BOSTON – Peter Gammons, an ESPN analyst and member of the writer's wing of the baseball Hall of Fame, was in good condition Wednesday at a Boston hospital after surgery for a brain aneurysm.
The 61-year-old Gammons was treated at Brigham and Women's Hospital after being airlifted from a hospital on Cape Cod, where he was stricken at his home Tuesday morning.
"Peter is resting comfortably after surgical repair of a brain aneurysm," his wife, Gloria, said in a statement. "We appreciate all of your good wishes and ask that you keep Peter in your thoughts and prayers. Please understand that we are asking for our privacy at this time as we focus on Peter's recovery."
Several ballplayers called the press box Tuesday during Boston's game against the New York Mets for updates on Gammons' condition.
"Peter is one of the Hall of Famers we have on TV, and everybody has a lot of respect for him," Mets pitcher Pedro Martinez said after the game. "I wish him well."
Gammons, a baseball analyst on ESPN, began his sports writing career at The Boston Globe in 1969. He covered the NHL, baseball and college basketball for Sports Illustrated from 1976-78 and 1986-90, working a second stint at the Globe in between. He joined ESPN full-time in 1990.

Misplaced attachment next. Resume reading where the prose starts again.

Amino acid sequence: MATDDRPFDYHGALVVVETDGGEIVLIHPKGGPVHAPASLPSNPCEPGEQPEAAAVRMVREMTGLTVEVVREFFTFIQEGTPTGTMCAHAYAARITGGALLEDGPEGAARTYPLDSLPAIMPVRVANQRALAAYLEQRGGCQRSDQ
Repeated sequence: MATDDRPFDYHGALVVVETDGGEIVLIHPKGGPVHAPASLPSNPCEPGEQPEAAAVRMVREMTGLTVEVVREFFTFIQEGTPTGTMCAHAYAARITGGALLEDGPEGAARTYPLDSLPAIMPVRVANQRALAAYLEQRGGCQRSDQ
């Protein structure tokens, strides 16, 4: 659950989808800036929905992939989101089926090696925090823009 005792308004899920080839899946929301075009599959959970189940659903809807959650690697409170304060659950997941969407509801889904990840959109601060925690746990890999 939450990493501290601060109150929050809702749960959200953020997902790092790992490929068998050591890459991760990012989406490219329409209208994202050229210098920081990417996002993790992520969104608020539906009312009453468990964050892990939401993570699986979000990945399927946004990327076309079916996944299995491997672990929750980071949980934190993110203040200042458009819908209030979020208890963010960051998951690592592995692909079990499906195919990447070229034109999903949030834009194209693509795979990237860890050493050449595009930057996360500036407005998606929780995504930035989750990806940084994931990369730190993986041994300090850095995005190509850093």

At the Globe in the 1970s, Gammons popularized the baseball notes columns that have become staples in Sunday newspapers.
A Boston native who grew up in nearby Groton, Gammons has been a regular on ESPN's Sunday-night telecasts this season, working the Braves-Yankees game in New York on Monday night.
Gammons' first CD, "Never Slow Down, Never Grow Old," is to be released next week. The proceeds will go to a foundation established by Red Sox General Manager Theo Epstein.